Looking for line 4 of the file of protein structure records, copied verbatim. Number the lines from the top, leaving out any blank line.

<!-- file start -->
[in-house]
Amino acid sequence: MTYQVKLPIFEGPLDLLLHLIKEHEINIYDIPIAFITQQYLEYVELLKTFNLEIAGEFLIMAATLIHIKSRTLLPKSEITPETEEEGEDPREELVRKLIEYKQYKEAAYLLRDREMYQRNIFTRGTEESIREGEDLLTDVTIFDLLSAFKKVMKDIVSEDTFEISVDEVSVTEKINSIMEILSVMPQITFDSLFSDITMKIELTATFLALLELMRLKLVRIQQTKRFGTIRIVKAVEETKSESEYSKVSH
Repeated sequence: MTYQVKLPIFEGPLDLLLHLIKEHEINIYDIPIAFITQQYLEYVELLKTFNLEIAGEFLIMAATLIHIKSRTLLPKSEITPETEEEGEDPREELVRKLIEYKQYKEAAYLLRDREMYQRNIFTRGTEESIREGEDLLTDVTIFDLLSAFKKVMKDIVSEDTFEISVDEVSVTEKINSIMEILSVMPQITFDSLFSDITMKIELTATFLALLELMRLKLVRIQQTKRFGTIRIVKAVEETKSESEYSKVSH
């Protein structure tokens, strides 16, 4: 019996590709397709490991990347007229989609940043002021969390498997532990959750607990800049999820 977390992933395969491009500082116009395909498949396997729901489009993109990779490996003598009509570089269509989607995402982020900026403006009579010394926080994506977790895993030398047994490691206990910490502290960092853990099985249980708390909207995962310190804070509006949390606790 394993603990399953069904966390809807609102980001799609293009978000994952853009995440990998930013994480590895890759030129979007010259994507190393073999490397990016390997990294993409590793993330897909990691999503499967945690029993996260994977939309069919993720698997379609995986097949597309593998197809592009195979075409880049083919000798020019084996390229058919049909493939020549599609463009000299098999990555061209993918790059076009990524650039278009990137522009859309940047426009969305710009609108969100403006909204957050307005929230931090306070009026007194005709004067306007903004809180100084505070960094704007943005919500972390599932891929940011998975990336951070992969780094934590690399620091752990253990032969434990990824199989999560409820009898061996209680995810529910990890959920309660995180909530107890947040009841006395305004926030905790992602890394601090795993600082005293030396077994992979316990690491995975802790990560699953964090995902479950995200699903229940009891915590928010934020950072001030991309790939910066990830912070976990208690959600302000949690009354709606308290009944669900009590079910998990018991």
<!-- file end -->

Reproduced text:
């Protein structure tokens, strides 16, 4: 019996590709397709490991990347007229989609940043002021969390498997532990959750607990800049999820 977390992933395969491009500082116009395909498949396997729901489009993109990779490996003598009509570089269509989607995402982020900026403006009579010394926080994506977790895993030398047994490691206990910490502290960092853990099985249980708390909207995962310190804070509006949390606790 394993603990399953069904966390809807609102980001799609293009978000994952853009995440990998930013994480590895890759030129979007010259994507190393073999490397990016390997990294993409590793993330897909990691999503499967945690029993996260994977939309069919993720698997379609995986097949597309593998197809592009195979075409880049083919000798020019084996390229058919049909493939020549599609463009000299098999990555061209993918790059076009990524650039278009990137522009859309940047426009969305710009609108969100403006909204957050307005929230931090306070009026007194005709004067306007903004809180100084505070960094704007943005919500972390599932891929940011998975990336951070992969780094934590690399620091752990253990032969434990990824199989999560409820009898061996209680995810529910990890959920309660995180909530107890947040009841006395305004926030905790992602890394601090795993600082005293030396077994992979316990690491995975802790990560699953964090995902479950995200699903229940009891915590928010934020950072001030991309790939910066990830912070976990208690959600302000949690009354709606308290009944669900009590079910998990018991």